By SCOTT AIKEN – H-P Staff Writer Published: Thursday, November 3, 2011 1:07 PM EDT ST. JOSEPH -
Christopher Quattrin sees Berrien County’s approach to storm water management as unsustainable and far too expensive at a time when citizens and governments struggle to make ends meet. To bring change, the 47-year-old St. Joseph man said, he is running as a Republican for the office of county drain commissioner. Quattrin, who has more than 25 years of experience as an engineer, is challenging incumbent Roger Zilke in the August GOP primary. Fixing drain problems by burying new and larger networks of pipe must give way to better solutions when possible, he said.
Quattrin points to the escalating rate of spending through the drain commissioner’s office. The county total of bonded debt for drain work was $390,000 in 2002. By 2009, under Zilke’s tenure, the total had increased to $1.5 million, and spiked to $10.2 million in 2010. Most of the money borrowed to pay for drain projects is repaid, with interest, by landowners who benefit from the work over a period of up to 20 years. Zilke, of Baroda, was first elected drain commissioner in 2004. He has said major drain projects are sometimes needed to correct problems in some drainage districts caused by years of neglects. Most projects are initiated by citizens who petition the drain commissioner for repair work as specified in the state Drain Code. An independent three-member board of review studies the request and holds a hearing, then decides if repairs are needed. The scale of work and whether to move a project forward are decisions made by the drain commissioner. A bidding process is used to award contracts for work. But rebuilding a drain, often by installing new pipe underground, is very expensive, Quattrin said, and will mean high maintenance costs in the future. “He’s playing Whack-a-mole with water,” Quattrin said of the drain-building boom of recent years, a spending level that cannot be sustained.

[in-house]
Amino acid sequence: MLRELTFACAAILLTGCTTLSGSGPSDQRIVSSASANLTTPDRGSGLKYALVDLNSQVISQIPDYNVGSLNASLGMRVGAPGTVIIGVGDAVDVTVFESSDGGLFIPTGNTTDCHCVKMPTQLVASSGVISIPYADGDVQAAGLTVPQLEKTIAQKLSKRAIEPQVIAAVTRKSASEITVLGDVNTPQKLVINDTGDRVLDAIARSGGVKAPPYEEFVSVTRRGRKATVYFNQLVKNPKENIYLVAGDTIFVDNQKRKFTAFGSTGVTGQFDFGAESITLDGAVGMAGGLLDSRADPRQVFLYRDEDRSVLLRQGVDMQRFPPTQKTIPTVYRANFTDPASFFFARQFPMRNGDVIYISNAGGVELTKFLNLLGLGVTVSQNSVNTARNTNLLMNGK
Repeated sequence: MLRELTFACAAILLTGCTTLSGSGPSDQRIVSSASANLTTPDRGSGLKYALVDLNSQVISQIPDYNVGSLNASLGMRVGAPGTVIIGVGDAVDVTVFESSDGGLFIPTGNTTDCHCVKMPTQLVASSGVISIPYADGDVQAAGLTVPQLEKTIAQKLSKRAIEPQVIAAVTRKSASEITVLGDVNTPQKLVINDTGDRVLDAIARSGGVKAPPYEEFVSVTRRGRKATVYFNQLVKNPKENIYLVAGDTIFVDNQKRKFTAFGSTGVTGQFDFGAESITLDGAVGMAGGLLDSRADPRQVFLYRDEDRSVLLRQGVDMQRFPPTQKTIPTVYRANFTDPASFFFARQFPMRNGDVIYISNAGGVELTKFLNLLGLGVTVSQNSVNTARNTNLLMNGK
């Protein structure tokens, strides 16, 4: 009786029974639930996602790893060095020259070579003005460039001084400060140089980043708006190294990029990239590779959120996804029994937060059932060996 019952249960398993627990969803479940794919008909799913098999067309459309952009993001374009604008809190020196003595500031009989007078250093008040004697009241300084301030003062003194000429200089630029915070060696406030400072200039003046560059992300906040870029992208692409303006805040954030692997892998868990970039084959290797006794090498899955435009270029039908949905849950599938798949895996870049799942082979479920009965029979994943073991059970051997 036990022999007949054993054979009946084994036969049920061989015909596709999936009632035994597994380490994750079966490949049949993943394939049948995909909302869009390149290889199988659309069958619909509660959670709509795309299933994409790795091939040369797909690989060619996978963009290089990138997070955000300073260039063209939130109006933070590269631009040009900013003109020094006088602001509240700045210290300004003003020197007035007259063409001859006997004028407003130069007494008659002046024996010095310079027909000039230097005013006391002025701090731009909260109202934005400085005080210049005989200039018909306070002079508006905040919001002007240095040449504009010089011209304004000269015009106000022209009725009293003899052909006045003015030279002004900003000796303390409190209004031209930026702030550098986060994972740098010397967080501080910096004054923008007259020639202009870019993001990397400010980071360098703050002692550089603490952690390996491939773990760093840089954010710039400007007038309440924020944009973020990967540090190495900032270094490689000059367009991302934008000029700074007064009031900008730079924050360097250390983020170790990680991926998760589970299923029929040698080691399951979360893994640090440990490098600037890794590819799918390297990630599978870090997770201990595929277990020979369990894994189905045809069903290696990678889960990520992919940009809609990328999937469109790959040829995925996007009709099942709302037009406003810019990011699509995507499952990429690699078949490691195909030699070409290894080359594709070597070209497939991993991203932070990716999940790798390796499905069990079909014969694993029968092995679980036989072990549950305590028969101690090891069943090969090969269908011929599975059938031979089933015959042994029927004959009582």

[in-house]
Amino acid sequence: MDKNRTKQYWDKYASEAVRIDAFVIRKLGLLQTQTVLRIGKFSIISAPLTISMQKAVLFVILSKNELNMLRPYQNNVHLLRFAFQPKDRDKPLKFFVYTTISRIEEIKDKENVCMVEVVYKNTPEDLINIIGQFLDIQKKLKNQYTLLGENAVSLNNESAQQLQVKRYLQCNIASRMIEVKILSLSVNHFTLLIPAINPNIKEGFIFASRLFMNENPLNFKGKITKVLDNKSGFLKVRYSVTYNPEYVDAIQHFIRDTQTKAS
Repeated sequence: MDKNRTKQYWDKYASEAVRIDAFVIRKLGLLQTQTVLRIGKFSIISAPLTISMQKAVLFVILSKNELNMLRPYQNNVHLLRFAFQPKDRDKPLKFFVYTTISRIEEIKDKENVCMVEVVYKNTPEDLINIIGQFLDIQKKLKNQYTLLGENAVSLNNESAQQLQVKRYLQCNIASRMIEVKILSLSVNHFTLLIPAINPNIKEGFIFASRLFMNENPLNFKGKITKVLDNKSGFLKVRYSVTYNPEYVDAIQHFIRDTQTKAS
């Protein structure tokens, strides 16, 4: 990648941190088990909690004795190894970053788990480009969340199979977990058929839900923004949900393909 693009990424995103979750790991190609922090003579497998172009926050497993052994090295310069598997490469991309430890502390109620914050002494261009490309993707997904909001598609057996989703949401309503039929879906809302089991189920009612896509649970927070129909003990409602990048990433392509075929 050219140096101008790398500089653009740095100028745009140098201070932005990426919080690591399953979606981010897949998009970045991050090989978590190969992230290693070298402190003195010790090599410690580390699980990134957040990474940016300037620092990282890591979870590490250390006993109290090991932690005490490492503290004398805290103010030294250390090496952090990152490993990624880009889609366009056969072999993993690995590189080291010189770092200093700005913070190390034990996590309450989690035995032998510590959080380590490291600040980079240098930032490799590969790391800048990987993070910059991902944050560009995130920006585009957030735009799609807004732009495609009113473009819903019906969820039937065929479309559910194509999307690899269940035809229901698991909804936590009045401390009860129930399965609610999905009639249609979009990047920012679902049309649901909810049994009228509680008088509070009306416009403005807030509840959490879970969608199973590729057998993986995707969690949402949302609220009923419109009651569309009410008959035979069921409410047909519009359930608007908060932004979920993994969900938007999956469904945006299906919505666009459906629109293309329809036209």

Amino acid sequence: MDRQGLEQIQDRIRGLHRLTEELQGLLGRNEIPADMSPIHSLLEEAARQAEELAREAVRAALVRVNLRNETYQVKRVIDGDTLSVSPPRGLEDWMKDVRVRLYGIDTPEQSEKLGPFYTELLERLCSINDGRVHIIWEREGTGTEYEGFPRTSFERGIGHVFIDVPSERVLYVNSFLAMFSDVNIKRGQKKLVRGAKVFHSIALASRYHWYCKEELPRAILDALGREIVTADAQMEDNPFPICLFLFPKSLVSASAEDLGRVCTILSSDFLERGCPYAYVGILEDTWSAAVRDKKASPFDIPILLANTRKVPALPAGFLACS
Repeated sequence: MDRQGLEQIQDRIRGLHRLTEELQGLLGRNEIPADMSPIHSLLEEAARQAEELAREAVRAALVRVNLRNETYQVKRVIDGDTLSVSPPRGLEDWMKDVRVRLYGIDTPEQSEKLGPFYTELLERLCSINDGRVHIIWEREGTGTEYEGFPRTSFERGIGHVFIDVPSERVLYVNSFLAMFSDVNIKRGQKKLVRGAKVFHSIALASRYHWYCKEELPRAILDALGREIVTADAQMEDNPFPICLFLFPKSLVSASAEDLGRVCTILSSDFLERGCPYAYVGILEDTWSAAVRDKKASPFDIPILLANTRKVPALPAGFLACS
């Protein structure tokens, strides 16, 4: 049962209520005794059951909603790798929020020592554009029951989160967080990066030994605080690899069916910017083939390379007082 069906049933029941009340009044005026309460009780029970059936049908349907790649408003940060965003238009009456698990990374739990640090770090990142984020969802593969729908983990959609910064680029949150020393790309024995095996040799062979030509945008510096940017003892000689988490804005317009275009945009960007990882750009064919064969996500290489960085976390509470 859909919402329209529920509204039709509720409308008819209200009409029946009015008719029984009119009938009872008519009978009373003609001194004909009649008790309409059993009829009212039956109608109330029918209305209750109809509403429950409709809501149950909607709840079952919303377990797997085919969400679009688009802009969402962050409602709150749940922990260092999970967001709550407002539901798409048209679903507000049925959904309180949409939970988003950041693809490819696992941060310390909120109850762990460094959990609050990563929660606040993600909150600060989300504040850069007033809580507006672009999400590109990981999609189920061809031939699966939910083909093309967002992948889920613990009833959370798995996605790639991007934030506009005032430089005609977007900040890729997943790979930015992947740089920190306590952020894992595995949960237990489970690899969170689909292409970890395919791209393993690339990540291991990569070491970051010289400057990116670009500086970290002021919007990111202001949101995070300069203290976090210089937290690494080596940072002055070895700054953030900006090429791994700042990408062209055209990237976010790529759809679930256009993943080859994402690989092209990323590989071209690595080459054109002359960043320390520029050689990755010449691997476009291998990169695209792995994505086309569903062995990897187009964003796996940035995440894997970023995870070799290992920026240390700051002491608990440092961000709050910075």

Quattrin said he favors a more cost-conscious approach to drain problems, involving residents and local governments to determine what is considered affordable. As a value engineer, Quattrin said he has years of experience calculating the cost of projects, some running into hundreds of millions of dollars, with an eye to staying under budget. He leads a group of professionals in the Consulting Services Division at MC2, a company formed in 1965 that specializes in cost engineering and estimating systems for commercial development. Quattrain has worked on teams responsible for major construction and engineering projects in Michigan and other parts of the country, among them Comerica Park, Ford Field, Metropolitan Wayne County Airport and Los Angeles International Airport.
His experience includes engineering work in field management, design, cost estimating and consulting. Many communities today use an approach to storm water management that, when possible, incorporates relatively low-cost features such as bioswails and rain gardens that filter water and allow it to sink into the ground, Quattrin said. Weirs, low dams that temporarily back up water to allow some to soak in, are also being used. Reducing the speed and volume of runoff also cuts down the amount of silt and pollutants carried into streams and, ultimately, Lake Michigan, he said. If elected, Quattrin said, he would work to see that area engineering companies get fair consideration for drain projects. Much of the engineering work, totaling $837,000 in 2009 and 2010 combined, went to Spicer Group, Lansing.
Quattrin, who is divorced and has children 7, 9 and 11 at home, and a daughter in college, said a personal reason for running for the drain commissioner’s post is his desire to be home more with his family. Quattrin said he travels extensively in his position with MC2. He grew up in St. Joseph, obtained a bachelor’s degree in math at the University of Detroit and a master’s in business management at Nazareth College, Kalamazoo. He studied architectural engineering at Andrews University, and received a master’s degree in civil engineering at University of Detroit Mercy.